Welcome back to the article series “AR design challenges and best practices”. As a reminder, this article series showcases several best practices and UI solutions relating to Augmented reality design challenges.
In today’s article, we will tackle the issue on “6 ways to increase AR playtime”.
Key device considerations – it’s heavier than you think
Imagine yourself holding a camera lens during an entire day to view the outside world, your arm would probably feel pain or end up being numb. This effect is known as the “Gorilla Arm”.
In AR, the users need to hold the device and constantly point the screen toward the scene to view the content. The arms are never at rest, and this makes it uncomfortable and tiring in an extended use.
Types of devices
Depending on the type of device the user interacts with, it will drastically affect their time of use and increase the chances of drop out. For instance, a tablet weighs more than a smartphone and it is wider causing greater motion being required to reach the elements.
How users interact with 3D elements
Depending on the type of device being used, the location of the interaction controls, the user can either use one hand or two hands to hold the device and interact with the application.
As a designer, we must be careful on how we allow the user to interact with 3D elements and where we place the controls. Interactive controls can either be located on the 2D screen in a fixed position (commonly referred to as “Screen Space”) or in the 3D scene (referred to as the “World Space” ).
According to Apple, there are two main methods of interaction controls: direct controls or indirect controls.
A direct “control” or interaction refers to the direct manipulation of 3D elements. Typically, one could directly “tap” onto the 3D element located in the scene. This interaction is natural and therefore more intuitive, however, as a downside, it requires more finger motion.
Indirect interaction, on the other hand, involves the use of buttons that are not part of the virtual environment. Typically, we’ll use 2D buttons fixed onto the screen to interact with the 3D object targeted by the crosshairs aka the “reticle”. This interaction, although less “natural”, is more comfortable, since the action button remains more reachable for the thumb.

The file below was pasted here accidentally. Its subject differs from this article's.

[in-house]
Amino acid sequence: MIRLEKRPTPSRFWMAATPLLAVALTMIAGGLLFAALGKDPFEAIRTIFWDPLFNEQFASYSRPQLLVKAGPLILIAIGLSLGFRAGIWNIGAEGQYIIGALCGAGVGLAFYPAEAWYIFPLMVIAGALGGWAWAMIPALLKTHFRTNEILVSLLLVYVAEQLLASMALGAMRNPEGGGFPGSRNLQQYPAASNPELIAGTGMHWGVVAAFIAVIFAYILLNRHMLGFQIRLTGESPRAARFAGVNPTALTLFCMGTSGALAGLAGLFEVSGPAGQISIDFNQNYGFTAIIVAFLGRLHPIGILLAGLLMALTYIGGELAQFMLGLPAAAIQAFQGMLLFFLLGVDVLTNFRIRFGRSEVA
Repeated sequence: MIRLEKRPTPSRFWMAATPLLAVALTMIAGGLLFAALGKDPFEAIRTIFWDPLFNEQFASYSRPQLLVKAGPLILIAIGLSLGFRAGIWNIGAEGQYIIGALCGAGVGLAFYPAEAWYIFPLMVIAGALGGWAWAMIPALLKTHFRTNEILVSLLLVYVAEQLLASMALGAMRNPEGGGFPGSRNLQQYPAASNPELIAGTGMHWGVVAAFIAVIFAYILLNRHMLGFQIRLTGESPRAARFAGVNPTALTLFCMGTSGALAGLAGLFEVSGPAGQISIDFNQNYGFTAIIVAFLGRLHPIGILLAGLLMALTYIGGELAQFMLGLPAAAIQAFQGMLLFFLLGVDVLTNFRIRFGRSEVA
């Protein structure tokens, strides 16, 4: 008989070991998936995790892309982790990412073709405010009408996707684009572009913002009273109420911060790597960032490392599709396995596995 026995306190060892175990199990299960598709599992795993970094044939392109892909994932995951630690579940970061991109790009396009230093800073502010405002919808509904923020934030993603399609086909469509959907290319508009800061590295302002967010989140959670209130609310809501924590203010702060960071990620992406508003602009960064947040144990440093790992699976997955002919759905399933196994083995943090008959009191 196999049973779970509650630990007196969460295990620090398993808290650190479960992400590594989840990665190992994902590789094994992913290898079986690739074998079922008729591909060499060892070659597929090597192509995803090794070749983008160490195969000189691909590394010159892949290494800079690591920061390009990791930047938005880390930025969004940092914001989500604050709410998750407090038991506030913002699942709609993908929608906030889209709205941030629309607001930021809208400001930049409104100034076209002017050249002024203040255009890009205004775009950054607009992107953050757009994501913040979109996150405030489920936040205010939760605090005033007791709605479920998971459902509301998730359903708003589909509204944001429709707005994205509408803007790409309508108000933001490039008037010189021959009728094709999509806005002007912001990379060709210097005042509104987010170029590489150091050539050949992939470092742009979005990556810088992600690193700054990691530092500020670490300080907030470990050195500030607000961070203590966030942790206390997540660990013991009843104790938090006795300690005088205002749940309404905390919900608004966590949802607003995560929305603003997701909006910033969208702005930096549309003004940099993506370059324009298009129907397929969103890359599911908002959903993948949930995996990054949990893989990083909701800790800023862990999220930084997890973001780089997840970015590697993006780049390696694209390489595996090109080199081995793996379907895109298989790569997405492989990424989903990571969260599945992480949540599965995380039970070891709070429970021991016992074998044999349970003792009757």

In a case where a user has to hold the device with both of his hands and in an interaction that favors direct interaction with the 3D elements, one hand would be used to hold the device and control the camera while his second hand will be used to interact directly with the 3D element (as shown in the image below).
This scenario, causes the most fatigue, as the user must constantly move his hand to interact with an element. This selection mode is also less precise in a case where the selectable 3D elements are small. Indeed, the user has to stabilize his tablet acting as a camera while trying to select an element from the 3D scene.
Standing vs Seated mode
The user’s posture, whether sitting or standing, also influences the time of use. Although the standing mode is very engaging and immersive since the user has to stand up to explore the 3D scenery, it can be very tiring having each time to physically move toward the objects you want to interact with.
So there’s a lot to consider
In all, depending on the type of device being used, the type of interaction controls that have been set up, combined with the amount of physical motion being required, each contributes to increase user fatigue that can damage the user experience. So, here are some interesting solutions brought by Designers on how to increase the AR playtime that might help solve or circumvent that issue.
1 – Pace it
Alternate the use of Augmented Reality.
Content that does not require any interaction can be made accessible in a Non-AR passive viewing mode. For instance, reading a heavy text content can be viewed in a standard 2D “screen space” since it does not require any AR.
Although less immersive, the display in “screen space” allows the user to rest his arms for a certain time.